Certain heart fat associated with higher risk of heart disease in postmenopausal women
For the first time, researchers have pinpointed a type of heart fat, linked it to a risk factor for heart disease and shown that menopausal status and estrogen levels are critical modifying factors of its associated risk in women.
Maternal chronic disease linked to higher rates of congenital heart disease in babies
Pregnant women with congenital heart defects or type 2 diabetes have a higher risk of giving birth to babies with severe congenital heart disease and should be monitored closely in the prenatal period, according to a study published in CMAJ.
More Heart Disease News and Heart Disease Current Events

Best Science Podcasts 2019

We have hand picked the best science podcasts for 2019. Sit back and enjoy new science podcasts updated daily from your favorite science news services and scientists.
Now Playing: TED Radio Hour

Rethinking Anger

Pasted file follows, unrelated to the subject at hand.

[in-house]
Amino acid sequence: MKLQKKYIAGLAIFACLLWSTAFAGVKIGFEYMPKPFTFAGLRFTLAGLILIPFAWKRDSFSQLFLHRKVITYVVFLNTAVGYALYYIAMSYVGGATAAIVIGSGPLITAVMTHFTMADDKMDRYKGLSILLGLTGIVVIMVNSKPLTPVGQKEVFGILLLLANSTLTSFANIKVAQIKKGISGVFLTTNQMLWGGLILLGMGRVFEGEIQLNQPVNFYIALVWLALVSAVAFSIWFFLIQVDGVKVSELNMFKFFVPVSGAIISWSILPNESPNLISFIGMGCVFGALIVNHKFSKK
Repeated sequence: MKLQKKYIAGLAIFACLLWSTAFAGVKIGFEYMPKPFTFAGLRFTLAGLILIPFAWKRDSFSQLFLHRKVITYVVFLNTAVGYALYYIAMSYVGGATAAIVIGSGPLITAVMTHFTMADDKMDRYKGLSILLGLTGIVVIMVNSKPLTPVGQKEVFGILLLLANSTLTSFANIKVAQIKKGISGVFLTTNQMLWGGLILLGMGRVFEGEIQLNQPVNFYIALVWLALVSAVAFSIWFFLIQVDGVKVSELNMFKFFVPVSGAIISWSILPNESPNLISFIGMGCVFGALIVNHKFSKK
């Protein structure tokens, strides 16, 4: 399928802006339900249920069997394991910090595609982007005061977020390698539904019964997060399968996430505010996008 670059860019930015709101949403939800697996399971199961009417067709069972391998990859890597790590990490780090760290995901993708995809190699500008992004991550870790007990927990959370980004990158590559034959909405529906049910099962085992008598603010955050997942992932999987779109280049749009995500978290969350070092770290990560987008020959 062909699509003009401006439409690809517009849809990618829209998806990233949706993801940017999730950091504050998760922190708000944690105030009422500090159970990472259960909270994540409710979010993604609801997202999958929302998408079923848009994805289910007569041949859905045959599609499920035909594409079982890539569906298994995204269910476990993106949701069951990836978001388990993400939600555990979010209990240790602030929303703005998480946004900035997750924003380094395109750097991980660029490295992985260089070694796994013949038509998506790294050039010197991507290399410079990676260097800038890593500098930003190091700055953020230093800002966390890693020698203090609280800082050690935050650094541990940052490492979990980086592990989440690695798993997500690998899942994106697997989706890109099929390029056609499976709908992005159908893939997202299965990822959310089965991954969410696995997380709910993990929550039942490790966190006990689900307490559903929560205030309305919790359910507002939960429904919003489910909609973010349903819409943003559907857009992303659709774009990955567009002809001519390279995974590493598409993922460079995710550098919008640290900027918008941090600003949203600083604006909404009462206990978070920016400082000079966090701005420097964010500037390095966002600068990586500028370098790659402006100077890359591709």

Anger is universal and complex: it can be quiet, festering, justified, vengeful, and destructive. This hour, TED speakers explore the many sides of anger, why we need it, and who's allowed to feel it. Guests include psychologists Ryan Martin and Russell Kolts, writer Soraya Chemaly, former talk radio host Lisa Fritsch, and business professor Dan Moshavi.
Now Playing: Science for the People

#538 Nobels and Astrophysics
This week we start with this year's physics Nobel Prize awarded to Jim Peebles, Michel Mayor, and Didier Queloz and finish with a discussion of the Nobel Prizes as a way to award and highlight important science. Are they still relevant? When science breakthroughs are built on the backs of hundreds -- and sometimes thousands -- of people's hard work, how do you pick just three to highlight? Join host Rachelle Saunders and astrophysicist, author, and science communicator Ethan Siegel for their chat about astrophysics and Nobel Prizes.